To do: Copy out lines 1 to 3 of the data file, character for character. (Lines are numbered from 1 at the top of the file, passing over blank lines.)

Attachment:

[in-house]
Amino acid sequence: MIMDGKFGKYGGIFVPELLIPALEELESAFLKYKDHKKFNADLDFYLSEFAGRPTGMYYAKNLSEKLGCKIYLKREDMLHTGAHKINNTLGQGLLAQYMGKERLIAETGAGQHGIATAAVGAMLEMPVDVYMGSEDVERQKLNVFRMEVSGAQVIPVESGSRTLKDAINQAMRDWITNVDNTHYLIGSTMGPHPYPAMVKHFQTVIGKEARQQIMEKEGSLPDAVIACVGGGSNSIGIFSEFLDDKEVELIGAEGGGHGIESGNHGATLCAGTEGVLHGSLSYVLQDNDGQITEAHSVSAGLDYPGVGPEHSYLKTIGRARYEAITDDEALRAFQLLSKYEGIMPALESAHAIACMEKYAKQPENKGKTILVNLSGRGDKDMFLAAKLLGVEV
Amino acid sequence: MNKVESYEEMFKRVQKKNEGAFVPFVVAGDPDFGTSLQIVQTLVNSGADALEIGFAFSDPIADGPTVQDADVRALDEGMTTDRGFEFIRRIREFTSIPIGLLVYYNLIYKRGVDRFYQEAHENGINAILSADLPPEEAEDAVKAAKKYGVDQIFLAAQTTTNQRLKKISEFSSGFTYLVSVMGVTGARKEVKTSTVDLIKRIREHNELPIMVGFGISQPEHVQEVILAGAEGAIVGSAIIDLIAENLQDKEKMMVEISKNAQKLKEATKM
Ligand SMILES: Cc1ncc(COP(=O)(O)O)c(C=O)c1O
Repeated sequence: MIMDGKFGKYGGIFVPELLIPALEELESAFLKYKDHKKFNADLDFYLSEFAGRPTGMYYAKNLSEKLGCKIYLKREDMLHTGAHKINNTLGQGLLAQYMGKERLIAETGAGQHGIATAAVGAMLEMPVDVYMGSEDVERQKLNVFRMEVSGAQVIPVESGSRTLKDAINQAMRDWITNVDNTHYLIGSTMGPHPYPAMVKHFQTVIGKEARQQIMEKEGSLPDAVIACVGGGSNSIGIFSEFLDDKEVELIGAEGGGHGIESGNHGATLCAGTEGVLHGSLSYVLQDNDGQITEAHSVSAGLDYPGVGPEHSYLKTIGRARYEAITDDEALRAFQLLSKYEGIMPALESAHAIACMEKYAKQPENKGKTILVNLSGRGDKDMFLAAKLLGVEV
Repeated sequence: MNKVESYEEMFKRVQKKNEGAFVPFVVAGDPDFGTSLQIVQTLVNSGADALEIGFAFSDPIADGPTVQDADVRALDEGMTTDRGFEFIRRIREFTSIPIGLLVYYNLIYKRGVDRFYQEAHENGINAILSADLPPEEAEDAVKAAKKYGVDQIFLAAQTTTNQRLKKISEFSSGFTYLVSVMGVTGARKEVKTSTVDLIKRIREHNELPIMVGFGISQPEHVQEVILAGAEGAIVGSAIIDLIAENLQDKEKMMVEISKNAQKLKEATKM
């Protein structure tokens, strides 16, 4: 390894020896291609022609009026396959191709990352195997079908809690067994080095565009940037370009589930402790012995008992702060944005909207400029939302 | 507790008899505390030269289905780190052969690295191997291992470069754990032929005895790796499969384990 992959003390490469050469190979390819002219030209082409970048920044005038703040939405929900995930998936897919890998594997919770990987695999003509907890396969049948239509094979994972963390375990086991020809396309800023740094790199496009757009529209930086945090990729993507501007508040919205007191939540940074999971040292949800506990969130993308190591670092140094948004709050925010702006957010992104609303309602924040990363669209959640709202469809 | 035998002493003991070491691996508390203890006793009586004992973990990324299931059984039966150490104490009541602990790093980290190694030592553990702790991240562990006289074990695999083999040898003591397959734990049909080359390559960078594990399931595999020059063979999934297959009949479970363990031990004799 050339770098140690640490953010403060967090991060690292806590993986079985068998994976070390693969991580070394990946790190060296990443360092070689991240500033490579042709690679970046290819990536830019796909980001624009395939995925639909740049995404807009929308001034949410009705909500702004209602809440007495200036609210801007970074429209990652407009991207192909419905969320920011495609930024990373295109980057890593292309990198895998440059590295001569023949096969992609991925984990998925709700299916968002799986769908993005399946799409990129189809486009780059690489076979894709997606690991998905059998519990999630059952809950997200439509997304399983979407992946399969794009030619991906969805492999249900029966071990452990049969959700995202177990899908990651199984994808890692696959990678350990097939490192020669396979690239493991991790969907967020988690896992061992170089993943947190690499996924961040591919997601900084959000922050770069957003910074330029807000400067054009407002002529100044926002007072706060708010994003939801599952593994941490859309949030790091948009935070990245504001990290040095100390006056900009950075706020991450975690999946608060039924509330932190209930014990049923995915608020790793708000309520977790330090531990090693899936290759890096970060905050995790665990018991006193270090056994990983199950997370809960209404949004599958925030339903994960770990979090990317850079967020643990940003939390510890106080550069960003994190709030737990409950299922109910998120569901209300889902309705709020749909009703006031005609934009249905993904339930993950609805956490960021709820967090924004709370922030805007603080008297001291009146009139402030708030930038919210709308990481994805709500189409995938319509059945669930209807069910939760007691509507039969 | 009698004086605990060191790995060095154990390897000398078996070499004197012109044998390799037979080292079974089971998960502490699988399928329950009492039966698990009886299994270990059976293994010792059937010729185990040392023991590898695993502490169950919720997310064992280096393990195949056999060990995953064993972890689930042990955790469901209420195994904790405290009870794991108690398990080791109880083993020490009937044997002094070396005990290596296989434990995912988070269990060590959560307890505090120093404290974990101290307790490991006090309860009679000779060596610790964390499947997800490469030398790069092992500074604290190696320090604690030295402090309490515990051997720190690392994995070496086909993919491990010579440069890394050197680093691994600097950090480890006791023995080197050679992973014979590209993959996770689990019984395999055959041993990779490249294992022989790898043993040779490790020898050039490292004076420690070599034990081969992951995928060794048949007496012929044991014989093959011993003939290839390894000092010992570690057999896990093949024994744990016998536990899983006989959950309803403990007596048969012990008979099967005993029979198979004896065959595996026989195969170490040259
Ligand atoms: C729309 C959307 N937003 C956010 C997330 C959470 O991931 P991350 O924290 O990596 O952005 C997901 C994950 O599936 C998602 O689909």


[in-house]
Amino acid sequence: MIMDGKFGKYGGIFVPELLIPALEELESAFLKYKDHKKFNADLDFYLSEFAGRPTGMYYAKNLSEKLGCKIYLKREDMLHTGAHKINNTLGQGLLAQYMGKERLIAETGAGQHGIATAAVGAMLEMPVDVYMGSEDVERQKLNVFRMEVSGAQVIPVESGSRTLKDAINQAMRDWITNVDNTHYLIGSTMGPHPYPAMVKHFQTVIGKEARQQIMEKEGSLPDAVIACVGGGSNSIGIFSEFLDDKEVELIGAEGGGHGIESGNHGATLCAGTEGVLHGSLSYVLQDNDGQITEAHSVSAGLDYPGVGPEHSYLKTIGRARYEAITDDEALRAFQLLSKYEGIMPALESAHAIACMEKYAKQPENKGKTILVNLSGRGDKDMFLAAKLLGVEV
Amino acid sequence: MNKVESYEEMFKRVQKKNEGAFVPFVVAGDPDFGTSLQIVQTLVNSGADALEIGFAFSDPIADGPTVQDADVRALDEGMTTDRGFEFIRRIREFTSIPIGLLVYYNLIYKRGVDRFYQEAHENGINAILSADLPPEEAEDAVKAAKKYGVDQIFLAAQTTTNQRLKKISEFSSGFTYLVSVMGVTGARKEVKTSTVDLIKRIREHNELPIMVGFGISQPEHVQEVILAGAEGAIVGSAIIDLIAENLQDKEKMMVEISKNAQKLKEATKM